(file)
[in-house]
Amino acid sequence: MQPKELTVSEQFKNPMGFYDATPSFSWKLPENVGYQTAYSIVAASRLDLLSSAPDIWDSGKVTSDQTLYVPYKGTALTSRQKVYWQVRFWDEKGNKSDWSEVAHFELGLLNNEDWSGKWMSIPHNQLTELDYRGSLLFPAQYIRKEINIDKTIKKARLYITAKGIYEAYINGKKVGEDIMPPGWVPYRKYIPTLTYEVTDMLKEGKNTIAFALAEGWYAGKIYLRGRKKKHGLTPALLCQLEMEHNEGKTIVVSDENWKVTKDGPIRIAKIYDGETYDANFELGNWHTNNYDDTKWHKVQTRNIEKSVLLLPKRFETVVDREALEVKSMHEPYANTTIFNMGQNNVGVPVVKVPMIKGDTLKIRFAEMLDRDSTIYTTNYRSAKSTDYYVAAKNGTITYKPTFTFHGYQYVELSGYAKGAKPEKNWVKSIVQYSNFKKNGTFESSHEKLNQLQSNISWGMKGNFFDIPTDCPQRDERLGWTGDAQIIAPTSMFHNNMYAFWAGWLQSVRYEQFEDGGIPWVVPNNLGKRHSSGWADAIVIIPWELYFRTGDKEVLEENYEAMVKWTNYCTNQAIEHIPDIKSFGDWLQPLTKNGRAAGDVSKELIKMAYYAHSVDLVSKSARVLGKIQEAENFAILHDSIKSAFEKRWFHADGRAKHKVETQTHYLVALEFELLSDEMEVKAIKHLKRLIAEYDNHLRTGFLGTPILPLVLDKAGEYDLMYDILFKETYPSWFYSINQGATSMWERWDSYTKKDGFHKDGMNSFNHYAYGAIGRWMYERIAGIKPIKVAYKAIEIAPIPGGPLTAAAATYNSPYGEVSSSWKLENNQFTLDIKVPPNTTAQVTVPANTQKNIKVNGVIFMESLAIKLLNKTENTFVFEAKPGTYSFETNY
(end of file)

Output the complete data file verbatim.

[in-house]
Amino acid sequence: MQPKELTVSEQFKNPMGFYDATPSFSWKLPENVGYQTAYSIVAASRLDLLSSAPDIWDSGKVTSDQTLYVPYKGTALTSRQKVYWQVRFWDEKGNKSDWSEVAHFELGLLNNEDWSGKWMSIPHNQLTELDYRGSLLFPAQYIRKEINIDKTIKKARLYITAKGIYEAYINGKKVGEDIMPPGWVPYRKYIPTLTYEVTDMLKEGKNTIAFALAEGWYAGKIYLRGRKKKHGLTPALLCQLEMEHNEGKTIVVSDENWKVTKDGPIRIAKIYDGETYDANFELGNWHTNNYDDTKWHKVQTRNIEKSVLLLPKRFETVVDREALEVKSMHEPYANTTIFNMGQNNVGVPVVKVPMIKGDTLKIRFAEMLDRDSTIYTTNYRSAKSTDYYVAAKNGTITYKPTFTFHGYQYVELSGYAKGAKPEKNWVKSIVQYSNFKKNGTFESSHEKLNQLQSNISWGMKGNFFDIPTDCPQRDERLGWTGDAQIIAPTSMFHNNMYAFWAGWLQSVRYEQFEDGGIPWVVPNNLGKRHSSGWADAIVIIPWELYFRTGDKEVLEENYEAMVKWTNYCTNQAIEHIPDIKSFGDWLQPLTKNGRAAGDVSKELIKMAYYAHSVDLVSKSARVLGKIQEAENFAILHDSIKSAFEKRWFHADGRAKHKVETQTHYLVALEFELLSDEMEVKAIKHLKRLIAEYDNHLRTGFLGTPILPLVLDKAGEYDLMYDILFKETYPSWFYSINQGATSMWERWDSYTKKDGFHKDGMNSFNHYAYGAIGRWMYERIAGIKPIKVAYKAIEIAPIPGGPLTAAAATYNSPYGEVSSSWKLENNQFTLDIKVPPNTTAQVTVPANTQKNIKVNGVIFMESLAIKLLNKTENTFVFEAKPGTYSFETNY